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Wednesday, May 17, 2006

Internet Search Engine Safety Study

The Safety of Internet Search Engines as it relates to spyware, trojans, tracking and spam emails is discussed in this McAfee report. The report is clearly intended to increase business for the security company, but shouldn't be dismissed simply because it is intended for business PR through tie-ins with McAfee Security software sales.

I often warn relatives and friends to use care in their internet use.

  • I tell them never to open attachments sent through email unless they are certain what the attachments are and expected to receive them.
  • I warn them not to download ANYTHING from sites they know nothing about.
  • I implore them not to make purchases from unsecure sites and to look for the little lock in the corner of their browser window and the https: in the browser address bar.

But despite all of the standard warnings issued to everyone, someone is inevitably fooled by spoof emails and fake phishing sites. It is impossible to prevent loved ones from visiting dangerous sites that they've found in internet searches and approving activex installs served by web sites they visit.

McAfee has taken this problem for searchers and turned it into a PR dream for their security software sales by offering a free plug-in calledSiteAdvisor, available for FireFox or IE browsers. The browser plug-in turns internet searches into a safety rating list by adding small red (for dangerous or spammy), yellow (for questionable), and green (for tested and positively reviewed) icons to the search engine results list.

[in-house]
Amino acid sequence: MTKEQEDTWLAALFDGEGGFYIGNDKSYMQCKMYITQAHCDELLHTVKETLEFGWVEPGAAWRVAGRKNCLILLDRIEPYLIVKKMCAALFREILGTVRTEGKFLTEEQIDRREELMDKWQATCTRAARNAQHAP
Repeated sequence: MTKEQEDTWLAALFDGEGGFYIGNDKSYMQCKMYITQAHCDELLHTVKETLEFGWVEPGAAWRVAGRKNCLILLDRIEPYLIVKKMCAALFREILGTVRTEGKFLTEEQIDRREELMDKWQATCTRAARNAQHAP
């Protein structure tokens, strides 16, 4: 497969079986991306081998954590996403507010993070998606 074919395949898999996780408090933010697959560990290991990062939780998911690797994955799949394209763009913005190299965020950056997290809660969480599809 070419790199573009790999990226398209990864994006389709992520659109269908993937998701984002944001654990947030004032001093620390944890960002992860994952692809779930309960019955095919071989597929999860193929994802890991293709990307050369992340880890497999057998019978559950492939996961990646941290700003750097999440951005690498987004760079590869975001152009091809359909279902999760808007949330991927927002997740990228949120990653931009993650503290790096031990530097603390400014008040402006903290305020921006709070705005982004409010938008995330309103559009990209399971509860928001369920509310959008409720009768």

The plug-in also puts a McAfee safety rating indicator in the lower right corner of the browser status bar along the bottom - with color coded status for each site visited and the ability to check reports made by others about each domain visited.

The reason that this plug-in is news for search is that it provides those little icons in the red, green and yellow stoplight colors to be displayed beside every search result. When a user hovers over the icon beside the search result with their mouse, it displays information about the site, including spammy emails sent from that site upon registration, links to other red coded sites - and user ratings of every site in the search results list displayed for every search you make.

This visual safety cue, the information provided by hovering over the icon beside search results and the status bar color coded "SiteAdvisor" window allowing further information from the McAfee database all makes for a more comforting, if not entirely safe, surfing experience. I'm recommending this to Mom for sure and other friends and relatives to make searching and choosing from among search results, a bit more safe and comforting experience.

McAfee SiteAdvisor interestingly rates Google and Yahoo as safe - even though their own study shows a high percentage of results which link to "red" sites and the browser plug-in is intended to help protect users from those results at search engines.